Paper Profit (Paper Loss)

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DEFINITION of 'Paper Profit (Paper Loss)'

Unrealized capital gain (or capital loss) in an investment. It is calculated by comparing the market price of a security to the original purchase price. Gains or losses only become realized when the security is sold.

BREAKING DOWN 'Paper Profit (Paper Loss)'

Investors commonly justify bad investment decisions because of paper gains or losses. Two examples:


1. Although you officially recognize a transaction when you sell a security, many investors believe they haven't lost any money in a sinking investment because they haven't yet sold it. While you don't have a capital loss for tax purposes, there is a loss in value.


2. On the flip side, the dotcom boom saw many "paper millionaires;" created due to stock options. The problem was that rules in options contracts made it impossible for these people to sell their stock and realize their wealth. Consequently, after the dotcom market crashed, many paper millionaires went broke.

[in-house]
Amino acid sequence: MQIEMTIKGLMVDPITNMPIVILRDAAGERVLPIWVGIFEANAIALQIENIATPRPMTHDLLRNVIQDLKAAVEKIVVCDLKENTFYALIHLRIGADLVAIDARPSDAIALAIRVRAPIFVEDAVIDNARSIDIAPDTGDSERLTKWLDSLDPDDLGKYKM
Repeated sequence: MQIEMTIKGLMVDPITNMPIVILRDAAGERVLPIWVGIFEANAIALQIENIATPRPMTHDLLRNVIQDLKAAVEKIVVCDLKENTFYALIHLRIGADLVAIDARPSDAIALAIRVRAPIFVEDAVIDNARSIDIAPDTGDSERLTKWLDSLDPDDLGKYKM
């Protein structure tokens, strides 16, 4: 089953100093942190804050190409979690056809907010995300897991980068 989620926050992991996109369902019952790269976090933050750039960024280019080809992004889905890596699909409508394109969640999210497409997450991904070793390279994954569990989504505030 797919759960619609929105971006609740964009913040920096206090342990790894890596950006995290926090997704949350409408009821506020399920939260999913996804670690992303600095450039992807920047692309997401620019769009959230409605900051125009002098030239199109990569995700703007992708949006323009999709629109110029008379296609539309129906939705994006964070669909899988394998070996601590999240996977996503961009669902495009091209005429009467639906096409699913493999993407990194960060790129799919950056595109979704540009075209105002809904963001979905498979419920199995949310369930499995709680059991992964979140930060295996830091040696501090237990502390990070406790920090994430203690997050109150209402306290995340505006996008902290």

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RELATED FAQS
  1. What are unrealized gains and losses?

    An unrealized loss occurs when a stock decreases after an investor buys it, but he or she has yet to sell it. If a large ... Read Full Answer >>
  2. How are realized profits different from unrealized or so-called "paper" profits?

    When buying and selling assets for profit, it is important for investors to differentiate between realized profits and gains, ... Read Full Answer >>
  3. How does a forward contract differ from a call option?

    Forward contracts and call options are different financial instruments that allow two parties to purchase or sell assets ... Read Full Answer >>
  4. What are the main risks associated with trading derivatives?

    The primary risks associated with trading derivatives are market, counterparty, liquidity and interconnection risks. Derivatives ... Read Full Answer >>
  5. How can an investor profit from a fall in the utilities sector?

    The utilities sector exhibits a high degree of stability compared to the broader market. This makes it best-suited for buy-and-hold ... Read Full Answer >>
  6. What is the difference between derivatives and options?

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